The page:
Continuation of the Voyage, from New Albion to England.
Sailing from this port of New Albion, [now called by the Spaniards the Bay of San Francisco,] they had no sight of land till the 13th October, 1579, when, in the morning of that day, they fell in with certain islands in lat. 8 deg. N. They here met many canoes, laden with cocoa-nuts and other fruits. These canoes were very artificially hollowed, and were smooth and shining, like polished horn. Their prows and sterns were all turned circularly inwards; and on each side there lay out two pieces of timber, or out-riggers, a yard and a half long, more or less, according the size of the canoes. They were of considerable height in the gunwales; and their insides were ornamented with white shells. The islanders in these canoes had large holes in the lower parts of their ears, which reached down a considerable way, by the weight of certain ornaments. Their teeth were as black as jet, occasioned by chewing a certain herb with a sort of powder, which they always carry with them for that purpose.
[Footnote 34: These probably were some of the Caralines, being in the direct route from Port Sir Francis Drake to the Moluccas.—E.]
[Footnote 35: Areka nut and betel leaf, with pounded shell-lime.—E.]
The 18th October they came to other islands, some of which appeared to be very populous, and continued their course past the islands of Tagulada, Zelon, and Zewarra. The first of these produces great store of cinnamon; and the inhabitants are in friendship with the Portuguese. Without making any stop at these islands, the admiral continued his course, and fell in with the Moluccas on the 14th November. Intending to steer for Tidore, and coasting along the island of Motir, which belongs to the king of Ternate, they met the viceroy of that king, who came fearlessly on board the admiral’s ship. He advised the admiral by no means to prosecute his voyage to Tidore, but to sail directly for Ternate, as the king, his master, was a great enemy to the Portuguese, and would have no intercourse with him, if at all connected with Tidore or the Portuguese. Upon this, the admiral resolved on going to Tidore, and came to anchor before the town early next morning.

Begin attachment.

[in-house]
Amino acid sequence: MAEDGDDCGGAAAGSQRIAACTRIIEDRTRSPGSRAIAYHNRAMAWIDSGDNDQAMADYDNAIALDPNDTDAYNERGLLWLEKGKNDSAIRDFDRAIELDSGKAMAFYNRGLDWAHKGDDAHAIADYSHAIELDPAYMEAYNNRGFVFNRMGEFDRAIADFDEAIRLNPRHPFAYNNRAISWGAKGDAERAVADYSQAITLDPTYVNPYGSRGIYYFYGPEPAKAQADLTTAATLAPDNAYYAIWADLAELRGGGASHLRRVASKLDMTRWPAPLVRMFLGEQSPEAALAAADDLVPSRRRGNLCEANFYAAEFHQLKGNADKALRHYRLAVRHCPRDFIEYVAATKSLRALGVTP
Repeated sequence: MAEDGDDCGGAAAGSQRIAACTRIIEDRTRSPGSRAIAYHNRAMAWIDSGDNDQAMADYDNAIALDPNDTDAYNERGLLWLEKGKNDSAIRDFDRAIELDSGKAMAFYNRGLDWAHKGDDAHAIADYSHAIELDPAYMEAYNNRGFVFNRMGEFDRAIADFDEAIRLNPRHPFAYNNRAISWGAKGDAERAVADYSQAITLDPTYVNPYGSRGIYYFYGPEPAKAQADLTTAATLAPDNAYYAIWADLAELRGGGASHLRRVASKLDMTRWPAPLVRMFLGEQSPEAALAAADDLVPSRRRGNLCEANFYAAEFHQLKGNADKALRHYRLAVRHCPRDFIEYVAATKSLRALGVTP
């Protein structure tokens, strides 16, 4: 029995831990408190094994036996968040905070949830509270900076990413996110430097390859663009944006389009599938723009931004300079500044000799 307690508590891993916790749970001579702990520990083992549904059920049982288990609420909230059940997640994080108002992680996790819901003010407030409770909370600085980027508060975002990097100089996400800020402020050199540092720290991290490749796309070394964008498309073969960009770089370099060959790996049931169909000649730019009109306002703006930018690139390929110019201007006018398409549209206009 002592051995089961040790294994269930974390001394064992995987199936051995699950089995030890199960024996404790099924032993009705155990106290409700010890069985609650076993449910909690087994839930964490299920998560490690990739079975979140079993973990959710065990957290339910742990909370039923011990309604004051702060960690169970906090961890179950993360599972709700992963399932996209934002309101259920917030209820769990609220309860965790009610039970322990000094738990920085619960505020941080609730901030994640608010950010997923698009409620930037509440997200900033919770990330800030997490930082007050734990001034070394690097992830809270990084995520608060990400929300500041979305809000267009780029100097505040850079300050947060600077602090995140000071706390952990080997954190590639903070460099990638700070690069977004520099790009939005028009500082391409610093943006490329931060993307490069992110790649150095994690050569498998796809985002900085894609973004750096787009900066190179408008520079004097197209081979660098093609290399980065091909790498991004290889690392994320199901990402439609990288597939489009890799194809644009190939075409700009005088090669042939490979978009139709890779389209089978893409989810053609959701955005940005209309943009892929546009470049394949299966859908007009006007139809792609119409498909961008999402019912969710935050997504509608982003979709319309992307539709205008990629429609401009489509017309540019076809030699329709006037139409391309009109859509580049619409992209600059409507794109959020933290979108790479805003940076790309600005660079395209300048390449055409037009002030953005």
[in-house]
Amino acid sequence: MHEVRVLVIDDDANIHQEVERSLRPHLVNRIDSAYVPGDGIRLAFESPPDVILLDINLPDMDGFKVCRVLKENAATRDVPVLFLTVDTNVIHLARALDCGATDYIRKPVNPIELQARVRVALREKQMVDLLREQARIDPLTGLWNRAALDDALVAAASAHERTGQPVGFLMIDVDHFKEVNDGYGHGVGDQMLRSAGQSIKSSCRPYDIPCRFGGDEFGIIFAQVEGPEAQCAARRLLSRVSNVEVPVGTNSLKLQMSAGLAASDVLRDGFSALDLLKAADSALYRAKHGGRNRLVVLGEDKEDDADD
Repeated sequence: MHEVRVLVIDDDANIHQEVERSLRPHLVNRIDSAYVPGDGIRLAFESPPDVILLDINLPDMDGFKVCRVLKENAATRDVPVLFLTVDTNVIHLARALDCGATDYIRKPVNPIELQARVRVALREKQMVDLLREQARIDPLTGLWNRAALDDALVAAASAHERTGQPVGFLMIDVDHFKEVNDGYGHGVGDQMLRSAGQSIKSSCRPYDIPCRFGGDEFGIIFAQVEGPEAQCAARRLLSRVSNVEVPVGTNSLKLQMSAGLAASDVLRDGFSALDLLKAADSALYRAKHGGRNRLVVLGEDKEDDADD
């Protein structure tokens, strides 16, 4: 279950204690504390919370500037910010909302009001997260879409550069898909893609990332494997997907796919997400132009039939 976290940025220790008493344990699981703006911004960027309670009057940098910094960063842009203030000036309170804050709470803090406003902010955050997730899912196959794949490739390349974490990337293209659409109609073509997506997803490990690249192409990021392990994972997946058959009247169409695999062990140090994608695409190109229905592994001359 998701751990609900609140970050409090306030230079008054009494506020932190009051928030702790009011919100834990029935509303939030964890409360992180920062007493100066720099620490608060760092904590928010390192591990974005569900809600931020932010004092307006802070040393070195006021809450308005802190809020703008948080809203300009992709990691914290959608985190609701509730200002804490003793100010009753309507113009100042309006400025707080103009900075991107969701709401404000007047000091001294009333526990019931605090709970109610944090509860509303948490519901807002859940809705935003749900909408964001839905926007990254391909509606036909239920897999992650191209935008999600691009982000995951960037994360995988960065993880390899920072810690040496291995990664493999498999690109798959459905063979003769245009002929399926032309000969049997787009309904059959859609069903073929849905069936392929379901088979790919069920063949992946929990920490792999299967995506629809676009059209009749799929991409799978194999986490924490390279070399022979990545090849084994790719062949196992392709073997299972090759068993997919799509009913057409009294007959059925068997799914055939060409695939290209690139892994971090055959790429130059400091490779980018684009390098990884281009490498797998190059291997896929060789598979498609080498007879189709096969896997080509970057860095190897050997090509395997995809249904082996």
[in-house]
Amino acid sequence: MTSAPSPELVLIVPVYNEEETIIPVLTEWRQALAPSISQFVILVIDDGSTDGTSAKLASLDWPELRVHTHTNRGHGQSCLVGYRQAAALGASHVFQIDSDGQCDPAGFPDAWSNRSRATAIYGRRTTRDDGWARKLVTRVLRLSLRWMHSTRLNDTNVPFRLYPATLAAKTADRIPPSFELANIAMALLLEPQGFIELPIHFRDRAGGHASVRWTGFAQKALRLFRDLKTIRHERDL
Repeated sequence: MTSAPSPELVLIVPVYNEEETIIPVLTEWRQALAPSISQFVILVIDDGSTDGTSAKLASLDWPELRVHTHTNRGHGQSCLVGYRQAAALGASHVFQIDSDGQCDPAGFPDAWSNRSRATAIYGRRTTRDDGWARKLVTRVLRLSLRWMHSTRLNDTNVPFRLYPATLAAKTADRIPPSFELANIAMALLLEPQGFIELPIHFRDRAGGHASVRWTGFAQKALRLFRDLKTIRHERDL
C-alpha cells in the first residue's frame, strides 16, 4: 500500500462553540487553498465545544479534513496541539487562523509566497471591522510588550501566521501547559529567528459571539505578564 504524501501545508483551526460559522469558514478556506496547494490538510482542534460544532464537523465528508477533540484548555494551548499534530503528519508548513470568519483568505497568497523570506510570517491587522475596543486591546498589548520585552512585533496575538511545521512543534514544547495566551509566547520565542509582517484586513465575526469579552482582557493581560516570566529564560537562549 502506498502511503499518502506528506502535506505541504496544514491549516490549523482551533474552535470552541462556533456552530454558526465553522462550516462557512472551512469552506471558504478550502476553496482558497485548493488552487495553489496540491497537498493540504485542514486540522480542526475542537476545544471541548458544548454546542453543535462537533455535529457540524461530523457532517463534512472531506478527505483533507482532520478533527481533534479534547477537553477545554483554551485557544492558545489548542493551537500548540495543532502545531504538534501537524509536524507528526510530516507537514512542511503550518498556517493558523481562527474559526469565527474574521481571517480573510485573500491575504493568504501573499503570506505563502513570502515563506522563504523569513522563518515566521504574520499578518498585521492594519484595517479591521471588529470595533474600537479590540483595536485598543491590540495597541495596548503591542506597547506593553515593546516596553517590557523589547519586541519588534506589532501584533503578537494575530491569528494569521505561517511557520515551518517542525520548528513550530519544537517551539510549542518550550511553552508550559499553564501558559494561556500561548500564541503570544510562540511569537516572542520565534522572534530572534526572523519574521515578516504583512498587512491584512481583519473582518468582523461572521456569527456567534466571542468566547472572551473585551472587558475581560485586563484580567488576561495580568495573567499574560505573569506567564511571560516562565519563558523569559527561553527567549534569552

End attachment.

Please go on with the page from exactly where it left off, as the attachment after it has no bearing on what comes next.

He immediately sent a messenger to the king, with a present of a velvet cloak, and to assure him that his only purpose in coming to his island was to trade in a friendly manner. By this time the viceroy had been to the king, whom he had disposed to entertain a favourable opinion of the English, so that the king returned a very civil and obliging answer, assuring the admiral that a friendly intercourse with the English was highly pleasing to him, his whole kingdom, and all that it contained, being at his service; and that he was ready to lay himself and his dominions at the feet of the glorious queen of England, and to acknowledge her as his sovereign. In token of all this, he sent his signet to the admiral, delivering it with much respect to the messenger, who was treated with great pomp and ceremony at court.